If we want a more sustainable food system we need to look at solving issues that expand beyond our plates – like worker’s rights, waste management, and animal treatment. I always tell my students that yes, beef is the worst thing you can eat for the environment. However, local, small cattle farmers contribute a lot to the local economy and community. Thinking about climate change beyond simple equations like CO2 in and out is really important.
Tomatoes created using CRISPR technology. You can learn more in episode 2.
Corinne: I was curious if after working on this show, you saw any intersections between gene-edited foods and your reporting on economic or racial inequality?
Definitely. Inequality and who wins in the gene-edited food race is a really important angle of this story that we ultimately didn’t have time to center in this series. Early on, we’d hoped to interview farmers about their thoughts, experiences and challenges with gene-edited crops, but we had limited resources for field reporting, as we were grant funded. CRISPR has so much possibility to solve really important problems, but based on the history of how companies have previously used gene-editing, it appears there’s a huge disparity in which types of projects get funding.
While making this show, I couldn’t help but wonder: Do we really need to edit cattle to not have horns? mustard greens to be less pungent? or tomatoes to relieve anxiety? I don’t think they are bad ideas, but they are certainly not ones that are doing anything to alleviate deep racial and economic inequality in the world.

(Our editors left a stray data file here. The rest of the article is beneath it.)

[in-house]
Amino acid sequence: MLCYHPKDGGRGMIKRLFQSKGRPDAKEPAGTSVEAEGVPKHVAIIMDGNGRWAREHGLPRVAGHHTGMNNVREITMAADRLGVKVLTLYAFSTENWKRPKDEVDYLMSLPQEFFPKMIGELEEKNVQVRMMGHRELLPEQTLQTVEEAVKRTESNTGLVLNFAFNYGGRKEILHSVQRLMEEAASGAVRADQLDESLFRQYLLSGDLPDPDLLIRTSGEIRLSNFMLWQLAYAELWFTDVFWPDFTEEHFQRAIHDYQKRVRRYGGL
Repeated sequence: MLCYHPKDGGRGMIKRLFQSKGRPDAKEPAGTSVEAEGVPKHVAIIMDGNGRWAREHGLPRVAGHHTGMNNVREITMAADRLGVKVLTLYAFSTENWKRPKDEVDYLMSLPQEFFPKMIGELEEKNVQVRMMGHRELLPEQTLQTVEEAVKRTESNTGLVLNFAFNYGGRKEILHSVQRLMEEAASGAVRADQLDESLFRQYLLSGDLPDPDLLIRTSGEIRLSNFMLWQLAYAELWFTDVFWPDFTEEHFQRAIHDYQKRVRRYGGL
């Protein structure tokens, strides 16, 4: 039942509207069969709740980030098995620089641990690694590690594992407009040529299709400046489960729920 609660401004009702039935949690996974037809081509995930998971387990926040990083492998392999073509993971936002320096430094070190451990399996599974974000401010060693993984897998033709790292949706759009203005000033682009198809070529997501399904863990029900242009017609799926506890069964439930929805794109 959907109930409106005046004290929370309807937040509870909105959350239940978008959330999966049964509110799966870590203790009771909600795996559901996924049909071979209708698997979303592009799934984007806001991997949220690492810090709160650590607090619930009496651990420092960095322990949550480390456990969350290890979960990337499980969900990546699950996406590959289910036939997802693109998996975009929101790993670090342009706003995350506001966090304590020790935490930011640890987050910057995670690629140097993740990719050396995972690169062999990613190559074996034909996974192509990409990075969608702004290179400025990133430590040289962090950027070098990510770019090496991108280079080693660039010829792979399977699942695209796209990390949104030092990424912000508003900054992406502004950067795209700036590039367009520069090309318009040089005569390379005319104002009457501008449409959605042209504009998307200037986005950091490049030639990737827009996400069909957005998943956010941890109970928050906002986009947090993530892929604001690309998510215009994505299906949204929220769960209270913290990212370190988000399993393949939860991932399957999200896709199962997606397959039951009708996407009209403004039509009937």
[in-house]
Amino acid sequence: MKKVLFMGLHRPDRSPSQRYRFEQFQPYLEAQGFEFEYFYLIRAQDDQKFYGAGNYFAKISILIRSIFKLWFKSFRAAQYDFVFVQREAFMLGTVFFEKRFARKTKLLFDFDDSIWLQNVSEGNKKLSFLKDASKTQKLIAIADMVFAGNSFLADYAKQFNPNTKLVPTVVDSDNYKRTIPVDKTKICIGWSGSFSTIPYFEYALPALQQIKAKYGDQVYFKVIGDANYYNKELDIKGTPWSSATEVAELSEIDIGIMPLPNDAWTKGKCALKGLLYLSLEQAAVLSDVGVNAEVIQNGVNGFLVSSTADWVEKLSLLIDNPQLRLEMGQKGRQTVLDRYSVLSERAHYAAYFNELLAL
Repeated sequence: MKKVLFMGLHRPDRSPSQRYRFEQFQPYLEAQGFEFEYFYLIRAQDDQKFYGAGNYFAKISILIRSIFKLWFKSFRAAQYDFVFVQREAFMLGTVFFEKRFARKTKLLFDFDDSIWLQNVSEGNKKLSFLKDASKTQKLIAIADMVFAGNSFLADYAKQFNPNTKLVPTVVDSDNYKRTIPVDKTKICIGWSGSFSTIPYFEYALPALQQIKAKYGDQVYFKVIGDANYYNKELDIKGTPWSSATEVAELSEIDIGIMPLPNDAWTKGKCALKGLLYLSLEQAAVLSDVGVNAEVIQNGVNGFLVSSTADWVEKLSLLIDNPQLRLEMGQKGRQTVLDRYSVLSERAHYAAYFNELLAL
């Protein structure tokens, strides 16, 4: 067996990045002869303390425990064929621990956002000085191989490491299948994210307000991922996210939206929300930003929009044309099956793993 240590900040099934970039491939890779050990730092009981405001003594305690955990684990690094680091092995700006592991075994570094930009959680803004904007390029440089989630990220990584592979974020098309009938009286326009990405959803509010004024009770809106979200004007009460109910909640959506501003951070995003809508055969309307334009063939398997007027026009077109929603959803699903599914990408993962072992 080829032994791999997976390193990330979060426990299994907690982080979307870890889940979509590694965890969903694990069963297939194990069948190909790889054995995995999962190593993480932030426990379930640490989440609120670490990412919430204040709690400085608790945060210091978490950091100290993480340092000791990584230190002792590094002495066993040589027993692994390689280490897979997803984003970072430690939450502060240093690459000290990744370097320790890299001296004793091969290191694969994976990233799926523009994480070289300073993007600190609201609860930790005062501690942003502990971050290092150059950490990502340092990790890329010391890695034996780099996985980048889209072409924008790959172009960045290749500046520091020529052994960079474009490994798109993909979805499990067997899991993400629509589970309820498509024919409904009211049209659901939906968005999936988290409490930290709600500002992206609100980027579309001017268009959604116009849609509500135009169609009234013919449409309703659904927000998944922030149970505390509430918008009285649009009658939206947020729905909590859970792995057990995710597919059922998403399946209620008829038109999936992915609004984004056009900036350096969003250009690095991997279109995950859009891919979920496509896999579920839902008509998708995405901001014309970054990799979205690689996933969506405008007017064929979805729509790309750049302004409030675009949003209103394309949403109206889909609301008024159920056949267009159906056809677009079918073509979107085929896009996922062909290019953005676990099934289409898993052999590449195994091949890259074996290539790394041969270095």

Dr. Crossland-Marr: I know this is a limited series, but what more would you want to explore in additional episodes?
Corinne and I talk about this a lot! As we were wrapping up the series, we learned about Pairwise, a company that is as we speak releasing mustard greens modified using CRISPR to grocery stores on the west coast. It would be really neat to meet with scientists there and explore their facilities. The altered mustard greens are less pungent; I would love to learn more about the market for this product, especially since personally, I seek out mustard greens when I want that intense flavor. The same company has more products in the pipeline – seedless blackberries and pitless cherries. And an additional episode could explore what they're up to at length, and what decisions consumers will be facing at the grocery store.
Corinne: What is one thing that got left on the cutting room floor for the current season that almost made it in?
So much! To make a narrative podcast you need to collect so much tape in order to hone and shape it into a captivating, focused story. We really wanted to build an episode around research out of the University of Illinois (Corinne’s alma mater!) about hangover-free wine thanks to CRISPR technology. Now that’s a use case a lot of people could get down with, right!? But unfortunately, the timing didn’t work out to connect with the researchers at the center of that project. But because we were both so interested in the wine industry, we kept digging and Lauren found research about CRISPR being used to edit pest plaguing California’s wine grape industry. While it wasn’t what we had envisioned, our pivot still led to a fascinating episode.